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    Oxford academics involved in Google’s push to influence public policy

    Millions spent by tech giant on policy papers aimed at improving the regulatory climate

    A new report by the Campaign for Accountability (CfA) has revealed Google’s financial influence on academics and policy experts, showing that Google funding for 329 research papers since 2005.

    The papers were in key public policy areas where regulatory changes could be perceived to cost the company significant amounts in fines and lost earnings, and were authored by academics from such institutions as Oxford, Stanford, and Harvard.

    The revelations suggest Google is spending millions on seeking to sway public opinion and influence policy in favour of the company’s interest. CfA Executive Director, Daniel Stevens, said: “Google uses its immense wealth and power to attempt to influence policy makers at every level. At a minimum, regulators should be aware that the allegedly independent legal and academic work on which they rely has been brought to them by Google.”

    Google reportedly paid between £3,900 and £310,000 to authors for papers on topics crucial to its interests such as antitrust, privacy, search neutrality, patents and copyright. The CfA claim that the overwhelming majority of papers funded in some way by Google tended to support the company’s policy or legal positions. Papers funded by Google argue, for example, that collecting huge volumes of personal data was a fair exchange for the Google’s free services and that the company did not use its market dominance improperly.

    The report further showed that in 66% of the cases the authors did not disclose the Google funding, with researchers at the universities of Bournemouth and Sussex among those who did not reveal their funding.

    However, Oxford academics who received funding to write on Google’s policy interests did declare the payments. Google are also key funders of the Oxford Internet Institute, a multidisciplinary research and teaching department of the University of Oxford.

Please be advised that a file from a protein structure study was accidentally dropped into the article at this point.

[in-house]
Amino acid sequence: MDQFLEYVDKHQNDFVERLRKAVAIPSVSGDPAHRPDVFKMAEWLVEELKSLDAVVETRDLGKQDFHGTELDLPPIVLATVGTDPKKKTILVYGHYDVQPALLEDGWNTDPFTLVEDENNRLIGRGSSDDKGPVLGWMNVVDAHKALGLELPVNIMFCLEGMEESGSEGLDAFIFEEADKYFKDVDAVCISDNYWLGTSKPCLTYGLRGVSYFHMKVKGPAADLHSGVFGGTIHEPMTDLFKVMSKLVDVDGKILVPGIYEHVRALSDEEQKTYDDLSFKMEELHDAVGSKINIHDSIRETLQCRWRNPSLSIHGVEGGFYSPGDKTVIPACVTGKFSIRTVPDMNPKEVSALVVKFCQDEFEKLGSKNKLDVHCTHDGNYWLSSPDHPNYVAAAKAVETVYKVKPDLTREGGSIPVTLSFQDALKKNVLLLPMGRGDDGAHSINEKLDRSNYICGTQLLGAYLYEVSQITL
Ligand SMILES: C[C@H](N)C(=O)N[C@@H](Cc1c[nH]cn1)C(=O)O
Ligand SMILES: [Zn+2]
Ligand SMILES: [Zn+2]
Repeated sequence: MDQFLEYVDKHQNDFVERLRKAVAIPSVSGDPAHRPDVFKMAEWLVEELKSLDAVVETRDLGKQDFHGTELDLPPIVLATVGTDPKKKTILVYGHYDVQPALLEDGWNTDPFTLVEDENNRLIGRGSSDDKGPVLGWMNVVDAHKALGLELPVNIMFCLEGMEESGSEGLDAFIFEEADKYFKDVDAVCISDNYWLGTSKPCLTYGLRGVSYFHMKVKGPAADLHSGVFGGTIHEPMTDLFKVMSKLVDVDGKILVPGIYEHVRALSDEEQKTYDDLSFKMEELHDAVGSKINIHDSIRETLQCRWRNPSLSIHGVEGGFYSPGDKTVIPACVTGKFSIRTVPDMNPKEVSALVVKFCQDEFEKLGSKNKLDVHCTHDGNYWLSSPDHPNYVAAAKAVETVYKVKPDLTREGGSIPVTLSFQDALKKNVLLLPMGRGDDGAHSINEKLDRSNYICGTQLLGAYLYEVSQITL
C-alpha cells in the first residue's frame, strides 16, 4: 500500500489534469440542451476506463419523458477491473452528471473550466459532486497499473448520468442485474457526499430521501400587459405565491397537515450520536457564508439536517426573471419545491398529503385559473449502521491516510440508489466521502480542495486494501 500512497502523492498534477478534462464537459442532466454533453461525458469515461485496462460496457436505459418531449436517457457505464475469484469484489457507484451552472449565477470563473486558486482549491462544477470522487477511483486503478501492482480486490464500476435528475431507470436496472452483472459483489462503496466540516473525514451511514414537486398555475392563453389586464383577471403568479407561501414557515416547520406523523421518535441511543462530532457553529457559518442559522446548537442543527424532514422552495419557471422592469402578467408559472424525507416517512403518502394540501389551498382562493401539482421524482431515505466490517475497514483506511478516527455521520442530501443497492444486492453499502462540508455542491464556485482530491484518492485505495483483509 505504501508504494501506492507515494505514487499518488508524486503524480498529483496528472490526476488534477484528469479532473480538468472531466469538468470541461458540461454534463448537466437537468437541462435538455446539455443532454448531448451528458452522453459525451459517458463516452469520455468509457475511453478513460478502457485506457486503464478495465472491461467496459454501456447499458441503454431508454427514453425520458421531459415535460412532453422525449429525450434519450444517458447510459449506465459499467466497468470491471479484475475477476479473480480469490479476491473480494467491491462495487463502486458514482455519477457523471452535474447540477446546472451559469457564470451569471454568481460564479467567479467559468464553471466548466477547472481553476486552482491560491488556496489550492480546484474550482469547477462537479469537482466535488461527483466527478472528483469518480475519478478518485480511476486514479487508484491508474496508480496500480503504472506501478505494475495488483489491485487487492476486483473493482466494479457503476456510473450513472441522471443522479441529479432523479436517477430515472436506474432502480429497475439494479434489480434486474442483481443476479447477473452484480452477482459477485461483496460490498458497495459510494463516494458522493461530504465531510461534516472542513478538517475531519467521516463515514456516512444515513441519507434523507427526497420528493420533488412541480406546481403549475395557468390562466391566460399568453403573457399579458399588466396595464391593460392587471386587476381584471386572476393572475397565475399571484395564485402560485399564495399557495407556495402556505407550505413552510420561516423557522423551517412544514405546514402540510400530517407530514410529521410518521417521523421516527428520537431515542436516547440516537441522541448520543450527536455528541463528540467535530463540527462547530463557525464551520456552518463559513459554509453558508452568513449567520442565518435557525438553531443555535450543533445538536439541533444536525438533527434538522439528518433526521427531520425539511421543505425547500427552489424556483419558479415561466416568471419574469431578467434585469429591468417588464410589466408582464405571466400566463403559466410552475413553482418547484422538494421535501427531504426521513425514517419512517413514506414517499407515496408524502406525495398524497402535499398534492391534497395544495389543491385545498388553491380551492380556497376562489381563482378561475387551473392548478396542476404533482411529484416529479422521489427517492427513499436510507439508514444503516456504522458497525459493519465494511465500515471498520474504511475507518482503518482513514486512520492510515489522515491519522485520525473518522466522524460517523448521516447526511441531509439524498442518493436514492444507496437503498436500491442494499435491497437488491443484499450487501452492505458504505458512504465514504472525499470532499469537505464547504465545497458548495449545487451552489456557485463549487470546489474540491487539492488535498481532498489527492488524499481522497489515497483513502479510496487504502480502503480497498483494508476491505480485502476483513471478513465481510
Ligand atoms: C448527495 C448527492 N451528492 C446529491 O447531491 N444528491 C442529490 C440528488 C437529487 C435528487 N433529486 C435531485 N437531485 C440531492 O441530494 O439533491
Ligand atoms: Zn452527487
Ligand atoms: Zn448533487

Google’s funding for competition-themed papers spiked in 2015 when the European Commission filed formal antitrust charges against the company. Last month European regulators issued a record $2.71 billion fine against Google for unfairly favouring its own services over those of rivals in its search results.

    The CfA analysis attempts to show how Google creates the image of significant and expanding body of academic research supporting its policy positions – with Google-funded studies systematically citing each other, a practice which also helps hide the initial Google funding. Stevens argued that by doing this: “Google has joined a list of business sectors that have exercised a corrupting influence on academic research, including the tobacco industry over the effects of smoking and the fossil fuel industry over the science of climate change.”

    Google dismissed the CfA report, describing it as “highly misleading”.

    “Our support for the principles underlying an open internet is shared by many academics and institutions who have a long history of undertaking research on these topics – across important areas like copyright, patents, and free expression,” said director of public policy Leslie Miller in a blog post. “We provide support to help them undertake further research, and to raise awareness of their ideas.”

    Oxford University has been contacted for comment.

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